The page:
For about six years, I made an annual pilgrimage from Massachusetts to Maine to teach marine carving at the WoodenBoat School. The courses tend to be intense, with long days full of hard work, camaraderie, and stories. So many stories that you’d think that we’d all run out by mid-week. But, there we were Thursday evening after dinner sitting in the cellar barroom of the Irish Pub telling stories. The group was about half students and half instructors. The theme that we all seemed to be following was weird tales about boat owners. Builders and yard owners have dibs on the best stories; they get to see the worst idiosyncrasies of boat owners.
It was a round-robin story session, and my turn finally came. Carvers get some odd requests – guys at boat shows who’ve had two too many drinks asking if you’d carve a figurehead of their wife, but with large breasts, and the like. But that wouldn’t match up against some of the golden goodies trotted out that night. So, when it came to be my turn, I settled for sharing a mystery.
Some years earlier, when I started as a nautical woodcarver, a friend who owned a yard called me with a commission. The owner of a lovely ketch wanted a fancy M carved & gold-leafed in his boat’s bilges. Taking a pause, I asked him if he was sure that he wanted it in the bilge. “Yep. Down as low as you can go, he said. But still visible from the cabin when the hatch is open. He wants a fancy Zapf Chancery M. One in bright gold leaf.” Taking every job seriously, I went to the yard and investigated the bilge. The M needed to be low in the bilge but visible when you looked for it. Eventually, I settled on a spot, measured the angle at which I’d be carving, and went to the shop to plan. Whenever I cut something directly into a boat, I do a practice piece to ensure my final cuts will be exact.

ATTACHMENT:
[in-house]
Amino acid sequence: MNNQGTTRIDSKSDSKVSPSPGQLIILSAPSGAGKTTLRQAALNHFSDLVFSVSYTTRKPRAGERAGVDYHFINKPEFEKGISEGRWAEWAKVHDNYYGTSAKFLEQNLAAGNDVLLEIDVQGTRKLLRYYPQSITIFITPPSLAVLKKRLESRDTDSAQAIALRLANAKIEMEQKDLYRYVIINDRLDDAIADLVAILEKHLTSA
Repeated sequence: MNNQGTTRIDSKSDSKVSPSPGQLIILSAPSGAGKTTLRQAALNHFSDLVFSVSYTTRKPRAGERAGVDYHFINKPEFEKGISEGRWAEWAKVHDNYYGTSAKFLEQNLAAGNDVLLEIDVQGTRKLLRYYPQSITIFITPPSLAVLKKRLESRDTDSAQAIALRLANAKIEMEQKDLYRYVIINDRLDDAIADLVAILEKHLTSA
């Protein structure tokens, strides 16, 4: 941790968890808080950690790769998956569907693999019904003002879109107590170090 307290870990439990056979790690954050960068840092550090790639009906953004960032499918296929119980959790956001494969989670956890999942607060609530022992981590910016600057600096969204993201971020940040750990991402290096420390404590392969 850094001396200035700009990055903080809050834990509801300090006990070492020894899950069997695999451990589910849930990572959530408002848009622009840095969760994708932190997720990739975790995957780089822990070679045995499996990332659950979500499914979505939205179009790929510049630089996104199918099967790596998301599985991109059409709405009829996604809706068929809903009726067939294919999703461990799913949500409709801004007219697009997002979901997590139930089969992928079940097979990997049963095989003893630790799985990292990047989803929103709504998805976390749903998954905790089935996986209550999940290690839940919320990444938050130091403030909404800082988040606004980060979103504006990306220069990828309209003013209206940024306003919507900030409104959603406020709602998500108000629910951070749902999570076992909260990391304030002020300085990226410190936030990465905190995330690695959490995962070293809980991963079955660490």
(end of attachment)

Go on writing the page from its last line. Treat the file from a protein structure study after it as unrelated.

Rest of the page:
About a week later, I finished the job and collected the princely sum of $90 for the work. I also left the yard with a mystery. The yard owner had no more an idea than I did about the meaning of the letter M or the positioning. So, there you have it. The mystery of the Golden Zapf Chancery M, and I have no idea why he wanted it there.
Polite laughter followed the story. And then one of the yard owners from Mount Dessert piped up: “I know that boat, and I can solve your mystery. The boat’s in my yard right now. The owner is looking to sell. I asked him about that M. He told me that he was going through a terrible divorce six years ago and got taken for just about everything he owned. He managed to keep the boat because she just wasn’t interested in it. His wife’s name started with an M, so he had the M carved where it’d get wet, dirty, fouled, and where he could watch it and enjoy the process because it was the only enjoyable thing he got from the marriage.”
Not intending to, and with an unexpected assist, I had just won the informal “who can tell the best story” competition and had a mystery solved.